With 5 songs out of the 12 melodies covers, fans of Smitty may be quick to say that he has jumped on the bandwagon of not writing his own songs, yet singing other people’s recorded material. While Smitty may not have written every song on the album (and quite frankly, most of Michael’s chart-topping album have been albums where he primarily didn’t write many of the songs- A New Hallelujah, Worship, Worship Again), his enthusiasm and passion is still paramount, regardless of the songs and their writers. Pseudo-title track ‘Sovereign Over Us’, originally written and recorded by Aaron Keyes, is slowed down considerably for this recording, with Michael adding in his trademark keyboard skills to overlay a song that has been primarily shown as an electronically driven melody (Aaron Keyes’s version of the song came out earlier in the decade). The end result is a melody that gives us a glorious reminder of God being sovereign over us in a way that gives us comfort in trusting him. The poignant chorus of how ‘…Your plans are still to prosper, You have not forgotten us, You’re with us in the fire and the flood, faithful forever, perfect in love, You are sovereign over us…’, is a great reminder of God’s faithfulness, and is one of my favourite parts of the song. Enhancing the melody to make it more well-rounded than just an electronic keyboard and percussion loop (not to discount Aaron Keyes’s version at all, but Michael’s emotive anthem is much more enjoyable), Michael continues to give poignant covers, this time through artists like Ben Cantelon, Dustin Smith and All Sons and Daughters. With Dustin contributing lyrically to both ‘You are the Fire’ and ‘The One That Really Matters’, Michael’s renditions of these songs have given me great interest in not only Sovereign as an album, but also the original songs by Dustin, and more intrigue to Dustin’s original material overall.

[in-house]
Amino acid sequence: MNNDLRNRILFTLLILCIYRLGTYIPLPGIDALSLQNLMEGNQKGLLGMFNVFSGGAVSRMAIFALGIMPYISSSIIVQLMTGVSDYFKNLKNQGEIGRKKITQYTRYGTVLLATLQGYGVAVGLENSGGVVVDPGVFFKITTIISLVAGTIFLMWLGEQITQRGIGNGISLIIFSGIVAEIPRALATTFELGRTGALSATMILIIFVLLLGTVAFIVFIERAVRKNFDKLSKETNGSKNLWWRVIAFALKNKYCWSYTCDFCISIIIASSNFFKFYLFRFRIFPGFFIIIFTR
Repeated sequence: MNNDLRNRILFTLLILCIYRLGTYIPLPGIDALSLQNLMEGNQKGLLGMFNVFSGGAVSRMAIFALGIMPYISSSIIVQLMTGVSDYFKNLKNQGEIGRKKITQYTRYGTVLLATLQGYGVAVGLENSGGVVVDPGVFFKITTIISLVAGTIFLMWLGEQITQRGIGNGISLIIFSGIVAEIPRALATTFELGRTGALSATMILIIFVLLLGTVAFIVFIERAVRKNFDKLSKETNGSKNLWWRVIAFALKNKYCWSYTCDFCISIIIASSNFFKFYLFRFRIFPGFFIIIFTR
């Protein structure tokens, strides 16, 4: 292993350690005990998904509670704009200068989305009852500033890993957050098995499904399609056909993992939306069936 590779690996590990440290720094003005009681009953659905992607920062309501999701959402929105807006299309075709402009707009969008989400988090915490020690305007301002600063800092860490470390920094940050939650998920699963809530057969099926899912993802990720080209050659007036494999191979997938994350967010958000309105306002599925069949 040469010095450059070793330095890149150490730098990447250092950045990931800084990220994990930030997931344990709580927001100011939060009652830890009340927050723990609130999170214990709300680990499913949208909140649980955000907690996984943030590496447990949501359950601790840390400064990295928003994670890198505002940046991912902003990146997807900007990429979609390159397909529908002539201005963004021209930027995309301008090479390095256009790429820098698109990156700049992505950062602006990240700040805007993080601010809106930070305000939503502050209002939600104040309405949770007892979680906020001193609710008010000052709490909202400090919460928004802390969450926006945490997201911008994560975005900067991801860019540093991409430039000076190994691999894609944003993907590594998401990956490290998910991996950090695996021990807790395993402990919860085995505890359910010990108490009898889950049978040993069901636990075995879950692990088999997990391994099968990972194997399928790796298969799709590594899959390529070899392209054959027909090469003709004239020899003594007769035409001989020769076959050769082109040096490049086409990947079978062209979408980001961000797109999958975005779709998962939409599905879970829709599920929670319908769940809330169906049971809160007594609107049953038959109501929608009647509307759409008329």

With themes like declaring that God is the fire within us as He burns and increases the passion and enthusiasm we have for Him (‘You are the Fire’), and declaring heartfelt that God is who really matters in our lives and nothing else (‘The One that Really Matters’- the longest song the album that invites us all to partake in the string led melody with emotive choruses and great harmonies between Michael and Kari); Michael offers up some of the best cover renditions ever heard of worship songs. ‘The Same Power’, recorded and written by worship artist Ben Cantelon, is also given the MWS treatment, and while I actually prefer Ben’s original recording better, Michael still gives a commendable effort with booming drums, light electric guitars, and a stirring chorus that asserts that God is ‘…Mighty Saviour, lifted high, King forever, Jesus Christ, crowned in glory, raised to life, the same power lives in us…’ Together with a song written by Leeland and All Sons and Daughters, ‘Christ Be All Around Me’ (an emotive piano driven anthem that reminds us that Christ is around us in all that we accomplish and undertake on a daily basis), that further asserts my conclusion that All Sons and Daughters are possibly one of the best worship artists currently; Michael’s covers are nothing short of impressive on the whole. With each of these songs given a great rendition treatment (even though I reckoned that Ben Cantelon recorded ‘The Same Power’ better), it is these songs that remind us of the quality of Michael’s musicianship, having the ability to take other people’s songs and turn them around to add a great trademark MWS flavour, which he has successfully done with ‘Above All’, whom everyone attributes to him as songwriter, but is actually written by fellow worship leader Paul Baloche.